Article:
Rotary International Convention Brings World Problem-Solvers Together

By Tom Schneider

Most of us think of Rotary as service clubs that do good things for local projects, which is true. There are thousands of clubs doing many thousands of local projects for the common good in almost 200 countries around the world. These clubs are embedded into the fabric of the communities they serve and respect a variety of social and political opinions. “Service above Self” is Rotary’s motto.

Rotary Presentation
Rotary International Convention Brings World Problem-Solvers Together
Tue, Jun 20, 12:30pm
Hotel Misión
Salida a Querétaro 1
Info: SMA 415 112 3413
US 925 476 8117
Free
Meeting in English

Each year, Rotary has its annual international convention in a different country. Between 30,000 and 50,000 Rotarians attend from every part of the globe. This year’s convention in Atlanta was special because it celebrated 100 years since the Rotary Foundation was formed. While the RF was formed with $26.50, it is today one of the largest private foundations in the world, donating more than USD$3 billion internationally over the past 100 years for life-changing, sustainable projects.

The scope of this convention was literally thousands of acres of small booths, exhibiting  everything from small water projects in Kenya, to plans to plant 1.2 million trees all over the world, to the coordination of efforts to clean up Lake Erie. There was a dizzying array of worthy projects hoping to interest clubs in various parts of the world to become partners.

Most impressive, however, were the Rotarians themselves. There were people from Africa in full suits of colorful flowered fabrics with elaborate head dresses; groups from the Middle East with traditional desert dress; Asians with luxurious fine saris; indigenous peoples; and thousands of Russian, European, Latin, and North American men and women. The world was, very literally, represented.

Bill Gates spoke inspiringly about his vision. There were also seminars over the three days with experts in water and sanitation, peace in action, education of women and children, and the teaching of financial literacy to the rural poor, to name a few.

Rotary’s Presidential Peace Conference happens every other year in conjunction with the RI convention, and many of the 1,000 Rotary Peace Fellows attended this year, including San Miguel’s Wendy Coulson. The Peace Fellows shared their on-the-ground, front-line peace project experiences and the differences those are making in the world, including here in San Miguel.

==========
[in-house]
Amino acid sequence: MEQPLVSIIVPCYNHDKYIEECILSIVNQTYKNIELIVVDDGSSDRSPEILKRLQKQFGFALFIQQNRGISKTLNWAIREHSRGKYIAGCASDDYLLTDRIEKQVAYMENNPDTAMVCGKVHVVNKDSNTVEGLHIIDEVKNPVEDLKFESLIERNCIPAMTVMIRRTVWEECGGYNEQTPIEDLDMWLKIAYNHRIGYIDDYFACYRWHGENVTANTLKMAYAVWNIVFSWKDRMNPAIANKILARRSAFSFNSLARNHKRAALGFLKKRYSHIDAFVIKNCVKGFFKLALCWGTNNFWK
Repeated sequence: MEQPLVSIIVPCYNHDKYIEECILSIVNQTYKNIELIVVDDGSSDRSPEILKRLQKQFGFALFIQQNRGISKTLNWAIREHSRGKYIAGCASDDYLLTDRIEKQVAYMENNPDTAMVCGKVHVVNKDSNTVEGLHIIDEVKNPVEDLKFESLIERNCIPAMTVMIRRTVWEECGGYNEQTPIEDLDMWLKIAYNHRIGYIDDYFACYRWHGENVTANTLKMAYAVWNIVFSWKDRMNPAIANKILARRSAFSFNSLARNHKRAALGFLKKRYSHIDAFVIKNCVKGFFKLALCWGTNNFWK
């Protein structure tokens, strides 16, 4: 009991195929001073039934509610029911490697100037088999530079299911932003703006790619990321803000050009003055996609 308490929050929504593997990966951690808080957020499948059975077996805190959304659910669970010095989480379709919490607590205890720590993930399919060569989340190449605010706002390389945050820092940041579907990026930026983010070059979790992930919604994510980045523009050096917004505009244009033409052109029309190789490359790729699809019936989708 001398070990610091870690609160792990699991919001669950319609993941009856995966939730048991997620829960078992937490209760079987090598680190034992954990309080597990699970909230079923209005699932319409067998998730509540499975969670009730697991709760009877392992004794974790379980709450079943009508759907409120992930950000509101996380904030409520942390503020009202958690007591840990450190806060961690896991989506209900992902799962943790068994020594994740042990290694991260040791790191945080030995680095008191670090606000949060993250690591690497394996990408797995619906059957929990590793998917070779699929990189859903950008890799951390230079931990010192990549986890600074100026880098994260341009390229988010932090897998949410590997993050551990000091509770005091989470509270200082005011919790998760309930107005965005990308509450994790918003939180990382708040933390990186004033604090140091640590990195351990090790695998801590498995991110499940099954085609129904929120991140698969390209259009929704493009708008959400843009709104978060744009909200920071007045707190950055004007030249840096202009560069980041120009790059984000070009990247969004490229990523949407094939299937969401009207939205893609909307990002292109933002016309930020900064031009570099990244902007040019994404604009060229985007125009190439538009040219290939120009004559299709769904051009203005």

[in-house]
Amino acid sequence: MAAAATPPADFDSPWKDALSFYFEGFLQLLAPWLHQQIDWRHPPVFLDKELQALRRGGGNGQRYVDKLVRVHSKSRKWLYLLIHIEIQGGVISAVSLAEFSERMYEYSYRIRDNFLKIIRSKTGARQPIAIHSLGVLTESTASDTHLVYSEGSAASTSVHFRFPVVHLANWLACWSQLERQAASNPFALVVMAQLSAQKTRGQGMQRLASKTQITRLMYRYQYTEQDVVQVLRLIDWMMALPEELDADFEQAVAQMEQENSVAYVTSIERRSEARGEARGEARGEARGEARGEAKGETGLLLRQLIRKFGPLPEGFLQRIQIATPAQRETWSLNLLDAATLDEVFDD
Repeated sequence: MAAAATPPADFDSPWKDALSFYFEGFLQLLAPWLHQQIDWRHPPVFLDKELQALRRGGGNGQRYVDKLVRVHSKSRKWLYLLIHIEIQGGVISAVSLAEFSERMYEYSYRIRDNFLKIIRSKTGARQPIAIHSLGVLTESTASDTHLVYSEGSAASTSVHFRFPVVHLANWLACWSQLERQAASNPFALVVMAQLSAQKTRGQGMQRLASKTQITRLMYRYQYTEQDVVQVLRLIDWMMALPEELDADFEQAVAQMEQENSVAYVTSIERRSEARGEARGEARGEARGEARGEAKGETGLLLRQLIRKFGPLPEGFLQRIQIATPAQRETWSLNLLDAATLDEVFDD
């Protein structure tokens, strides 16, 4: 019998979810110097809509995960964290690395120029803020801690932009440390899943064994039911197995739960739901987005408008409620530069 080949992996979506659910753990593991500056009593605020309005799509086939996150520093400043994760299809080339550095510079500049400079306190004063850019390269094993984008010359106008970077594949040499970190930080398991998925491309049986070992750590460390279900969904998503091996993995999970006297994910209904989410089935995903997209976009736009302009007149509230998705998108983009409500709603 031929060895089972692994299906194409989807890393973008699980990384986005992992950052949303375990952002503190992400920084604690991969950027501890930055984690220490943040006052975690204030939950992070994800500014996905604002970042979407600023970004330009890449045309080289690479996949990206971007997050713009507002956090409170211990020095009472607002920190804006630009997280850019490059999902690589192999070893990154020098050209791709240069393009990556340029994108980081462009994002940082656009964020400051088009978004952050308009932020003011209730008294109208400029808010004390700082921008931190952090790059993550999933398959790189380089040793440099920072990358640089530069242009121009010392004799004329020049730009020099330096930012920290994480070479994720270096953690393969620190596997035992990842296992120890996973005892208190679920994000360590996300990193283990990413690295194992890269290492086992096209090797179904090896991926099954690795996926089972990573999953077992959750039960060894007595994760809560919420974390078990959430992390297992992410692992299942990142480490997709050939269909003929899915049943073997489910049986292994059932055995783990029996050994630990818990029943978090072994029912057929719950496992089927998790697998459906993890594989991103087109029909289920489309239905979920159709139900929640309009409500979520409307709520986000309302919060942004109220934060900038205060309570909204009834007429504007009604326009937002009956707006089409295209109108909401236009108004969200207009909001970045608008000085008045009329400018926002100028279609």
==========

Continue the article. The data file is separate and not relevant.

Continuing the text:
I met Amparo Buendia, MD, in the Friendship Tent. She is leading a project in Colombia to teach forgiveness to the women and children of the 50-year FARC insurgency that recently came to an end. The project is called “Training Women and Children to be Peacemakers.” Truly inspirational!

I also enjoyed hearing about the work of Nonviolent Peaceforce and Unarmed Civilian Protection Monitors. The NVP has professionally prepared unarmed civilians who are deployed into conflict zones to prevent or reduce violence. They live and work in communities within conflict zones alongside local people. The Nonviolent Peaceforce was nominated for the 2016 Nobel Peace Prize. Unlike traditional military peacekeeping, this is done without the use of weapons. Initial studies by the United Nations show the Unarmed Civilian Protection methods are a more effective and less expensive option to armed protection. The United Nations is considering a major training expansion not only to save money but also to amplify its peacekeeping mission.

The most important things that happens in a huge RI convention are the lifelong friendships formed and the ideas exchanged at the coffee breaks or meal events. I don’t ever think I understood what Rotary actually was until I went to a Rotary International Convention.

Rotary is where neighbors, friends, and problem-solvers share ideas, join leaders, and take action to create lasting change. For more information, contact President Nate Fultz at nwfultz@yahoo.com, see RotarySMAMidday.org, and come to Rotary Tuesday, June 20, at 12:30pm at Hotel Misión, Salida a Querétaro 1, when I will be sharing more about the amazing problem-solving strength of local, state, national, and international Rotarians.

 

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